What is a "Boswell" in this use?
July 19, 2016 4:27 AM   Subscribe

I did a Google, but I seem to be missing a large chunk of the context needed to tease out The New Yorker's meaning. That's probably intentional since I'm not their chosen audience ... Trump's Boswell.
posted by tilde to Media & Arts (8 answers total)
Boswell chronicled the life of Samuel Johnson.
posted by pmurray63 at 4:31 AM on July 19, 2016

Well, The Life of Samuel Johnson by James Boswell is a classic and Boswell is used as shorthand for "biographer".
posted by TWinbrook8 at 4:33 AM on July 19, 2016

Best answer: James Boswell wrote a significant biography of his friend Samuel Johnson, and that biography is generally considered to be one of the main reasons Dr. Johnson remains so prominent in English cultural and intellectual history. It's commonly used to refer to a biographer, especially one who's chummy with his subject. In this case, that's used ironically, as Schwartz doesn't ever seem to have been particularly close to, or even fond of, Trump.
posted by kevinbelt at 4:33 AM on July 19, 2016

Response by poster: Thanks. They don't cover that at Ms Deever's Secretarial school for wayward young ladies.
posted by tilde at 4:52 AM on July 19, 2016 [8 favorites]

Best answer: It struck me as a pretty egregious misuse. The young Boswell came to London as a great admirer of Dr. Johnson's writing and scholarship. His Life of Johnson was the result of a long friendship, published after the subject's death. Someone who was paid to ghost write a businessman's bio is no Boswell.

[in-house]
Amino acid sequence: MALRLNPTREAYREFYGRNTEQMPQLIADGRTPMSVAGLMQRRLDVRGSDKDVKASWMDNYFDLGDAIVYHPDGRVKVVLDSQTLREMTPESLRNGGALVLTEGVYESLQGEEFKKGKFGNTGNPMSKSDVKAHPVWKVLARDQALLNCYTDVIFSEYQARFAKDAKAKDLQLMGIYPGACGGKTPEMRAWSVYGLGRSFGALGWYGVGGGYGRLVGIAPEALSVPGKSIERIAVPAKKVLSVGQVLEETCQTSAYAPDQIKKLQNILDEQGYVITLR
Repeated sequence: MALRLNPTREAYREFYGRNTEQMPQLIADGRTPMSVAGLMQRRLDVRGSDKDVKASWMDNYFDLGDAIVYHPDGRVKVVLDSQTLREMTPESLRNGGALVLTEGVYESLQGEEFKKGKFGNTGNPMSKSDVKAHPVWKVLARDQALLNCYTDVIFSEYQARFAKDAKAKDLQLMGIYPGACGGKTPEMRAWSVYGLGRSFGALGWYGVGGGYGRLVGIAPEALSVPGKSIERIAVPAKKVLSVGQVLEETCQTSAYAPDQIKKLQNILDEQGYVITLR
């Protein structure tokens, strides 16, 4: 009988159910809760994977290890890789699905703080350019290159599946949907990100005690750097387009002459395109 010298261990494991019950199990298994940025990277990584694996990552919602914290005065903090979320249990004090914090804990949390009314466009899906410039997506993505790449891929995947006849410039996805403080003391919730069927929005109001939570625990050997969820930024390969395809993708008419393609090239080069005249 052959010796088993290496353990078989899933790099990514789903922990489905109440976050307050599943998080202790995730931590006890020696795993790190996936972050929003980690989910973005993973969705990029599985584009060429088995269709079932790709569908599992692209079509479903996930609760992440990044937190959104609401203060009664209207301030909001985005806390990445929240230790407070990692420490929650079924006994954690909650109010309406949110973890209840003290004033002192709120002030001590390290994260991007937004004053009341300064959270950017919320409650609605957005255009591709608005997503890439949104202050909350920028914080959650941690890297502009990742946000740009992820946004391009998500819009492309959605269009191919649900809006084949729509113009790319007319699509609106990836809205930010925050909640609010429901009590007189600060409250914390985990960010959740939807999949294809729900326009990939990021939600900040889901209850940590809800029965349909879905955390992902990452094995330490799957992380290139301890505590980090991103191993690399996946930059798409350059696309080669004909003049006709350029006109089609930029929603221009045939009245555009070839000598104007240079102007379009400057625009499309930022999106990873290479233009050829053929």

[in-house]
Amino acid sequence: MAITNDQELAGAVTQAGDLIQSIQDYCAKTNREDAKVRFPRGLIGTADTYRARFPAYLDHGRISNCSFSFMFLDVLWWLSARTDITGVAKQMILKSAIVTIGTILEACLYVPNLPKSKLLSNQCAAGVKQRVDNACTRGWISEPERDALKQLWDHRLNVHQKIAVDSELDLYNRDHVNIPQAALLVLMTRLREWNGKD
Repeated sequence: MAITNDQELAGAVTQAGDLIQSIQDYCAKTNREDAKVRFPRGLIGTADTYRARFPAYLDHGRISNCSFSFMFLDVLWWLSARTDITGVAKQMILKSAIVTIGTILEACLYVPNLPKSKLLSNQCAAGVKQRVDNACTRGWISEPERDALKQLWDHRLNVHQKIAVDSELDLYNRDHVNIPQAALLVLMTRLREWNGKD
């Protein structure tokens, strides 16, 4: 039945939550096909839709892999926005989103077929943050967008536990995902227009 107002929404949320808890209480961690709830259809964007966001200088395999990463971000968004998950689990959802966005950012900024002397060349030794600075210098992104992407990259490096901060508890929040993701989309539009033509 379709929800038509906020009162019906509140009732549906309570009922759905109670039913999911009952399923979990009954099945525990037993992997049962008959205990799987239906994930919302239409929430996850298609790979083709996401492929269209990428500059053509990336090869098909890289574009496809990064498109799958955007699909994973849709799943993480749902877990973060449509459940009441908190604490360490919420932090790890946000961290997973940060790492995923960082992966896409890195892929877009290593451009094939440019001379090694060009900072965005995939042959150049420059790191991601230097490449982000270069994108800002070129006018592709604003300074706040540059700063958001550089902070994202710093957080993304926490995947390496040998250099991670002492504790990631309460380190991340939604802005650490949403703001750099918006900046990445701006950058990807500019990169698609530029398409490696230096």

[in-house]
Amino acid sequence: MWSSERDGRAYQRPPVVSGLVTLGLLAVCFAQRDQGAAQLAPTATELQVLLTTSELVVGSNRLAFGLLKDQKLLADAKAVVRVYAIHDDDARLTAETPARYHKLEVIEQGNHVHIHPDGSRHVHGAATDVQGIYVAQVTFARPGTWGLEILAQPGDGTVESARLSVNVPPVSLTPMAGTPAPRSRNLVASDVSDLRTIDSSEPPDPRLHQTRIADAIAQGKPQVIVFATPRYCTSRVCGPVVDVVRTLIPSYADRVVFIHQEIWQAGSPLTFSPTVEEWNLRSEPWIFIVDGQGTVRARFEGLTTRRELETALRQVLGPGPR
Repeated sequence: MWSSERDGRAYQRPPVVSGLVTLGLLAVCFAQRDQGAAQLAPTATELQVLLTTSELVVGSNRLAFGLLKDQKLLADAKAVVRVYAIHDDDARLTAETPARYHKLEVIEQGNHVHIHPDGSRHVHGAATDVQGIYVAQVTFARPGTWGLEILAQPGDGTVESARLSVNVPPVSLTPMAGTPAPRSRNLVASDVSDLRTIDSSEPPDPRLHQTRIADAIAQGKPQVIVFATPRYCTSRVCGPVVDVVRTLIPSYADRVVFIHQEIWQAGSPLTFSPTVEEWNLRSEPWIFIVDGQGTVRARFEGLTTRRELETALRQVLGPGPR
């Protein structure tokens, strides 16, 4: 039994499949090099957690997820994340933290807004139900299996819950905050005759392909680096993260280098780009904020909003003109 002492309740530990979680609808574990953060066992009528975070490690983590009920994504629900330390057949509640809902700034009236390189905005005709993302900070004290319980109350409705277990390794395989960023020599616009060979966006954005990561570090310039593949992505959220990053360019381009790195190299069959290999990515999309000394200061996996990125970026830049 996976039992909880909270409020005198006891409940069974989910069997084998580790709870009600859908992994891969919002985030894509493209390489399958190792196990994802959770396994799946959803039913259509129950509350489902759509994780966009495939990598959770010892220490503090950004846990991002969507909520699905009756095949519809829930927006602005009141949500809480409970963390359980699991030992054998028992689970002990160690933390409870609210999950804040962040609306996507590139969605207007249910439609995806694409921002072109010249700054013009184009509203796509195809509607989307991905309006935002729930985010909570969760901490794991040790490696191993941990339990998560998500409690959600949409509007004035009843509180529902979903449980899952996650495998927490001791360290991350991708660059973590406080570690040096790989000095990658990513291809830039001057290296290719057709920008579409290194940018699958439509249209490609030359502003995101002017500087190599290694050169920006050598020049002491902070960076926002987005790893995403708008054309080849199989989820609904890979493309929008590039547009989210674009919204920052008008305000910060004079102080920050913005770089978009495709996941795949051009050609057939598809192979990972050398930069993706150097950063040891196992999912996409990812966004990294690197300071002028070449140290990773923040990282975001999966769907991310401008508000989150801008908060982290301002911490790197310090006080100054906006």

posted by Scram at 7:54 AM on July 19, 2016 [3 favorites]

Scram, that's why I think the usage was ironic.
posted by kevinbelt at 8:11 AM on July 19, 2016 [1 favorite]

that biography is generally considered to be one of the main reasons Dr. Johnson remains so prominent in English cultural and intellectual history.

Schwartz believes that his ghostwriting "The Art of the Deal", which involved no particular interview-based collaboration with Trump but rather Schwartz following the guy around and listening in on phone calls and so forth while notetaking, is directly responsible for Donald's subsequent career and cultural prominence in the US. The article provides some supporting evidence for the thesis. The use is not ironic.
posted by mwhybark at 10:28 AM on July 19, 2016

But, as Scram noted, there are some important differences as well. I would argue that Boswell's admiration (adulation) of Johnson is more essential to his Boswell-ness than the mere fact that he compiled his biography by observation rather than interview.

Johnson was already a prominent cultural figure by the time Boswell wrote his Life of Johnson. Boswell is responsible for Johnson's posthumous pseudodeification, but he was hardly "directly responsible for [Johnson's] subsequent career and cultural prominence", as Schwartz seems to think he is for Trump's*, for the simple reason that Johnson had no subsequent career - Boswell's Life was published seven years after Johnson died. (*Although whether Schwartz is actually responsible for Trump's prominence is another question altogether.)

I regard it as ironic because there's no way Tony Schwartz would call himself "Trump's Boswell" with a straight face unless he seriously misunderstands the relationship between Johnson and Boswell. Since the article is about the fact that Schwartz now (and at the time, apparently) regrets co-authoring the book with Trump, the remark clearly seems to have been added by the writer (or an editor) to provide an ironic comment on the souring relationship between Schwartz and Trump.

But really, this is a pretty big digression from the original question.
posted by kevinbelt at 1:06 PM on July 19, 2016 [1 favorite]

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